Holocaust Teacher Resource Center

HOLOCAUST TEACHER RESOURCE CENTER
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No Way Out Reader’s Theater Excerpts

At center is an old trunk with one suitcase next to it. There are 6 chairs around the old trunk, which serves as a coffee table in a living room. A large screen is USC.. At DSL is an old desk, desk lamp, radio and chair. A small box with letters is on the desk. DSL serves as America, DSR as Bolivia, DSC as Germany.

Stefan (Stefan sits at his desk, sorting through a box of very old letters)

March 20, 1948
From America
Dear Ms. Leuschner
…You can imagine how Ifeel writing this letter….I would like to write you about a lot of things but…(takes off glasses, listens to the radio)

Stefan (An old German song comes on the radio. Stefan hums along pensively and sorts aimlessly through the box of letters)

We Deutsches were an old line German Jewish family, with deep roots dating back to the 1700s…Grandfather founded a Seed and Grain business that I gladly carried on. We considered ourselves first Germans, and then Jews. I, like many Jews, served Germany proudly in the First World War…earning an hon Cross Award for service to my country…(German music continues in background, fades)

Slide #1 Map of Germany

Germany…60 million people but we Jews numbered only 550,000. We lived in Breslau, which, by 1933, was home to about 20,000 Jews in a population of 700,000 Germans. Breslau, not far from Poland and Czechoslovakia, was a beautiful city, rich in art, education and culture.

Slide #2 Deutsch Apartment

Our apartment building, on Friedrich Wilhelm Strasse, was our home and office, with extended family above and below us. Hard working, we also enjoyed elaborate celebrations together…we were known for the skits we presented complete with costumes and props…those were beautiful times.

Slide #3 Family Tree

Slide #4 Photographs of Deutsch children

(German children’s music)
Life was good…Frieda…the children…each one special, each one different from the others…(Frieda and the “children” enter. Frieda sits center in front of the trunk, Margot to her far left, then Gerda, Martin and Erwin)

Slide #5 Photographs of Deutsch children as adults

(Stefan walks to each one as he talks about them)
My Frieda, the love of my life…serious, quiet and shy…modest and hard working…she never asked much for herself. Margot loved being with the family…she was…caring…fun loving….the opera was her passion…when times got difficult she found a job as an x-ray technician…Gerda had a wonderful sense of humor….she was independent, optimistic, sophisticated, creative. Her work designing beautiful hats was a perfect fit for her. The most serious of them…Martin. Lovingly we called him a “little old man.” Cautious, pensive…sometimes a skeptic, orderly…He planned on joining the family business, but when times got bad, he took a job in a men’s clothing store instead. And then there was Erwin…daring and bold…active…outspoken…he wanted to work in his uncle’s engineering firm but found work in construction instead. Everyone said Erwin was the most like me…softhearted inside…tough outside…All of the children had dreams until…(Stefan walks slowly, 2 “Nazis” dressed in black with boots and an armband enter the theatre, preferably each on one side of the theatre; music changes to Nazi rally songs, then fades)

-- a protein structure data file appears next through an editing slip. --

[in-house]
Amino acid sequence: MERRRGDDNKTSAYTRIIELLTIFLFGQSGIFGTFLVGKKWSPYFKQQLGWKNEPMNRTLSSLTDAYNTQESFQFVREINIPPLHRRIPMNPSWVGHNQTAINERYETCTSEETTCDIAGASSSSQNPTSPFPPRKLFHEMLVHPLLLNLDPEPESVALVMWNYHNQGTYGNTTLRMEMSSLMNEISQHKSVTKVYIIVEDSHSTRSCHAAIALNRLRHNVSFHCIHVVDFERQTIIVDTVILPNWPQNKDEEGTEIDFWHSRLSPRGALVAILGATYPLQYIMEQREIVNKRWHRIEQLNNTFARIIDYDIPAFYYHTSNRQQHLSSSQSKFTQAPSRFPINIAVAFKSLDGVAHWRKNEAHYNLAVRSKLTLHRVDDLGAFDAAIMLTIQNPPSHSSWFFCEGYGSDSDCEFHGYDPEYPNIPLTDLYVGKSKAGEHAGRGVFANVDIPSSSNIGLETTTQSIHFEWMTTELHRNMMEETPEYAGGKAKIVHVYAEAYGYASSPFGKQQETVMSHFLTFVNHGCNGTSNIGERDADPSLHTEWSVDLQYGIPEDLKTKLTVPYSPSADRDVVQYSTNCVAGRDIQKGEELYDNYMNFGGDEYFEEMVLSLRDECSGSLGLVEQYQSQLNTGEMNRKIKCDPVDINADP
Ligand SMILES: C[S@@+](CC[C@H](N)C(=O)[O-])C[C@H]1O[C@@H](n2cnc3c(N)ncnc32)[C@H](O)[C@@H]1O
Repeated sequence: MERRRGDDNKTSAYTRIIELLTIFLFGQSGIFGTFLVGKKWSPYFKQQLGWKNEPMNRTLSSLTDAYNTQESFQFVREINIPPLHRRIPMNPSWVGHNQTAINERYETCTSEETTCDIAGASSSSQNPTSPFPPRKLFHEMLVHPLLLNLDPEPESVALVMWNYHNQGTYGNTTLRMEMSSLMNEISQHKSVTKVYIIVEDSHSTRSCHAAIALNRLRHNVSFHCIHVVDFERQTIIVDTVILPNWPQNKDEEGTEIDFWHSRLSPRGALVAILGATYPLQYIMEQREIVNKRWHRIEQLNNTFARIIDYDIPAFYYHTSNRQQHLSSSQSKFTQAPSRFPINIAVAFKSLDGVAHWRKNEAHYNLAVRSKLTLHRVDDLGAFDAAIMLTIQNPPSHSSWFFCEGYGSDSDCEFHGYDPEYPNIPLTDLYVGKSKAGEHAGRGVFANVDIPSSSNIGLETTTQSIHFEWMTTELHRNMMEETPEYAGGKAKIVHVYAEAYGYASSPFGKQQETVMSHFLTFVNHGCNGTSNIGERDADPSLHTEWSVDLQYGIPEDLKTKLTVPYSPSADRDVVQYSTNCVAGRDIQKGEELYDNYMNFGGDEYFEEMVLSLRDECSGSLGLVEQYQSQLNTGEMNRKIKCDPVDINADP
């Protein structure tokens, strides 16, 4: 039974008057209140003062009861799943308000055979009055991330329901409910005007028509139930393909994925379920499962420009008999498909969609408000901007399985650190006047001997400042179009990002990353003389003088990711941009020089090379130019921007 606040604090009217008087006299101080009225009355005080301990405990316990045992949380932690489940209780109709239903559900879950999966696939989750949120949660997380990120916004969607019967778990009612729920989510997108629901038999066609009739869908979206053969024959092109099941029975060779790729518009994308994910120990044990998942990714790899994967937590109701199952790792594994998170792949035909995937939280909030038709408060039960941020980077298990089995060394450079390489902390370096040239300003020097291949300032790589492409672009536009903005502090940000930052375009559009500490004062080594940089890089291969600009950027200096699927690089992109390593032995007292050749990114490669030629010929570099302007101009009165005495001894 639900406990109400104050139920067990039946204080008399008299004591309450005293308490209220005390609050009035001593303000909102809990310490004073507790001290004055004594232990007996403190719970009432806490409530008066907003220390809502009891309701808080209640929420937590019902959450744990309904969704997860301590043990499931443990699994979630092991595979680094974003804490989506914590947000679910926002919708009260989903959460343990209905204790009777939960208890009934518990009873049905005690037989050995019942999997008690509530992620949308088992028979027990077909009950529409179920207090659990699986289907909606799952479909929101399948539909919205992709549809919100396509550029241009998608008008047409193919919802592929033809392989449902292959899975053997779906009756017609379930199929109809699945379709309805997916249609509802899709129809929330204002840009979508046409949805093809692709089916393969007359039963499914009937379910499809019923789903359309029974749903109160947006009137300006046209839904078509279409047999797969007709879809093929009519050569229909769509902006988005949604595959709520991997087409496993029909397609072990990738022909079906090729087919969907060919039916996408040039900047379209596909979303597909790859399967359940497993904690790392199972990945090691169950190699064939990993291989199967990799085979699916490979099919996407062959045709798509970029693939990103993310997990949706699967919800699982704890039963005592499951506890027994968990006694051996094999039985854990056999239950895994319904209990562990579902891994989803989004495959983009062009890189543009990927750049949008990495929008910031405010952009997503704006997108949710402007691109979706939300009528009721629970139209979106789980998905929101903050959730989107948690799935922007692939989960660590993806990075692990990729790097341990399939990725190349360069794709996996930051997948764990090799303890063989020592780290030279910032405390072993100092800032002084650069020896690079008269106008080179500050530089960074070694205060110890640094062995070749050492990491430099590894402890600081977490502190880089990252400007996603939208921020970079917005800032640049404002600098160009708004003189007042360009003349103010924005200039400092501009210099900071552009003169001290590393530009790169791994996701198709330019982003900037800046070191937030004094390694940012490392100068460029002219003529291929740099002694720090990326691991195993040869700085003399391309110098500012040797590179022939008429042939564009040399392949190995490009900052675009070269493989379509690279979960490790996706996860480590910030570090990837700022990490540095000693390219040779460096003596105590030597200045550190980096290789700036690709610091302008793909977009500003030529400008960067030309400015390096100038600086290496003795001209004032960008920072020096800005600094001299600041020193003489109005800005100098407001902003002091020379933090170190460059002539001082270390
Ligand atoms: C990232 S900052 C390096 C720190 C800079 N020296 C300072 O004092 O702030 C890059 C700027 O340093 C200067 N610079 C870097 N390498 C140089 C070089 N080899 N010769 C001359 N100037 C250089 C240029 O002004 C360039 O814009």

Slide #6 January 30, 1933

Hitler appointed chancellor of Germany

Once Hitler came to power everything changed quickly. Our business, like so many Jewish businesses, suffered because of hard economic times and because many Germans stopped doing business with Jews. We tried to keep going…

Slide #7 February/March 1933

  • All Germans lose right of freedom of speech, assembly, press and freedom from invasion of privacy
  • Enabling Act gives Hitler unlimited power

Right away, the Nazis started to dismantle the democracy. I had seen it coming. . .even went around the country after the 1932 election, talking to people about the threat of Hitler’s rise…asking people, Jews and non-Jews, to rise up against the Nazis.. .but people didn’t want to hear of a so called civil war…after all.. .they were Germans…

Slide #8 April/May, 1933

  • One-day boycott of Jewish stores
  • Jewish civil servants dismissed
  • German schools limit Jewish enrollment
  • Books are burned

(German nationalistic songs and the infamous Horst Wessel antisemitic song, if possible) April 1st! My birthday; a day none of us would ever forget!! Who could celebrate once we saw what the Nazis were doing? Many of my friends were arrested as political prisoners. . .and sent to Dachau Concentration Camp. One was taken away. . .his ashes sent to his wife a few weeks later. I went into hiding for a short time.. .while I was gone, a secretary of the Democratic Party was mistaken for me and arrested…I don’t know what happened to him.

Slide #9 September 1935

  • Nuremberg laws take away citizenship from Jews
  • Jews are “legally” defined and categorized
  • Jewish/non-Jewish marriages forbidden
  • Jews cannot fly the German flag

We never thought Hitler would last! Then with street actions and Brown Shirts everywhere, we waited for our neighbors, colleagues, friends to stand up for us…but…(shake head) Still, life went on. Our Margot married Kurt Prinz a fine man, compassionate, smart, serious. Within a year, they gave us our first grandchild, Miriam. In these difficult times she brought laughter and joy to us all. Gerda was especially taken with her…(Kurt enters from UL with two suitcases and stands next to Margot)